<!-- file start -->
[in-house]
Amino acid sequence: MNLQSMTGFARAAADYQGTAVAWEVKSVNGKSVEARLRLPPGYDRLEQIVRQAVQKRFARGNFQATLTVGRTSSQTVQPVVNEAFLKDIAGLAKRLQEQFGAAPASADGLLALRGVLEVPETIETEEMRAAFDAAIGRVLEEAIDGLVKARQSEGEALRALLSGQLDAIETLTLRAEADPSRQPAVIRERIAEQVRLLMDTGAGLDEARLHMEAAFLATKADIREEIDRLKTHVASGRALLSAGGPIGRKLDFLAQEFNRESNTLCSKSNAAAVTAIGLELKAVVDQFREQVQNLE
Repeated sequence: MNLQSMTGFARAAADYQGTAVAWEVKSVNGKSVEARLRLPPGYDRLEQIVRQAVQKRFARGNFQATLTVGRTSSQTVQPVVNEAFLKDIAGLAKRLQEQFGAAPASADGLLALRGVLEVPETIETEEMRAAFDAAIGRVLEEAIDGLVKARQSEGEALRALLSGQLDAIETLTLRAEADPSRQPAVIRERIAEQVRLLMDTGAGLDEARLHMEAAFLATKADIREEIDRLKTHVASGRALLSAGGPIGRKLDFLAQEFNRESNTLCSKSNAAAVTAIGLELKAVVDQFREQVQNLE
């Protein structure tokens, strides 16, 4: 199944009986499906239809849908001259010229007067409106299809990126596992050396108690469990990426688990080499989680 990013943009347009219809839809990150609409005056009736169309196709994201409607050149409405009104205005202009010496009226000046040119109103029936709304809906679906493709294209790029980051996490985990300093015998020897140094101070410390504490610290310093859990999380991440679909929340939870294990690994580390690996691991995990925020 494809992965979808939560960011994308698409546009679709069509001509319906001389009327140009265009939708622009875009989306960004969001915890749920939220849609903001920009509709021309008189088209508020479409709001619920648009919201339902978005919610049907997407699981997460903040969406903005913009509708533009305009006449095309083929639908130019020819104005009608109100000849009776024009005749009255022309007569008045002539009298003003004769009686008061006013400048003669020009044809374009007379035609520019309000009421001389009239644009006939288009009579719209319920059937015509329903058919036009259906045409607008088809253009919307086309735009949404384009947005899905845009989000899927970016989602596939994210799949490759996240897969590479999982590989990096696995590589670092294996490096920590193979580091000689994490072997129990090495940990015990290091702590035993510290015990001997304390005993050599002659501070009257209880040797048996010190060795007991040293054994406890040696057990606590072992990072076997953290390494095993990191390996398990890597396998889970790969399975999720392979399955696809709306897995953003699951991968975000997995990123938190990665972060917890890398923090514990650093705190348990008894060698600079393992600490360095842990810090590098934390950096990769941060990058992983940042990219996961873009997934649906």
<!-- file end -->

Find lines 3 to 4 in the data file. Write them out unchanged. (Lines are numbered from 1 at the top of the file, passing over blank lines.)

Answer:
Repeated sequence: MNLQSMTGFARAAADYQGTAVAWEVKSVNGKSVEARLRLPPGYDRLEQIVRQAVQKRFARGNFQATLTVGRTSSQTVQPVVNEAFLKDIAGLAKRLQEQFGAAPASADGLLALRGVLEVPETIETEEMRAAFDAAIGRVLEEAIDGLVKARQSEGEALRALLSGQLDAIETLTLRAEADPSRQPAVIRERIAEQVRLLMDTGAGLDEARLHMEAAFLATKADIREEIDRLKTHVASGRALLSAGGPIGRKLDFLAQEFNRESNTLCSKSNAAAVTAIGLELKAVVDQFREQVQNLE
């Protein structure tokens, strides 16, 4: 199944009986499906239809849908001259010229007067409106299809990126596992050396108690469990990426688990080499989680 990013943009347009219809839809990150609409005056009736169309196709994201409607050149409405009104205005202009010496009226000046040119109103029936709304809906679906493709294209790029980051996490985990300093015998020897140094101070410390504490610290310093859990999380991440679909929340939870294990690994580390690996691991995990925020 494809992965979808939560960011994308698409546009679709069509001509319906001389009327140009265009939708622009875009989306960004969001915890749920939220849609903001920009509709021309008189088209508020479409709001619920648009919201339902978005919610049907997407699981997460903040969406903005913009509708533009305009006449095309083929639908130019020819104005009608109100000849009776024009005749009255022309007569008045002539009298003003004769009686008061006013400048003669020009044809374009007379035609520019309000009421001389009239644009006939288009009579719209319920059937015509329903058919036009259906045409607008088809253009919307086309735009949404384009947005899905845009989000899927970016989602596939994210799949490759996240897969590479999982590989990096696995590589670092294996490096920590193979580091000689994490072997129990090495940990015990290091702590035993510290015990001997304390005993050599002659501070009257209880040797048996010190060795007991040293054994406890040696057990606590072992990072076997953290390494095993990191390996398990890597396998889970790969399975999720392979399955696809709306897995953003699951991968975000997995990123938190990665972060917890890398923090514990650093705190348990008894060698600079393992600490360095842990810090590098934390950096990769941060990058992983940042990219996961873009997934649906």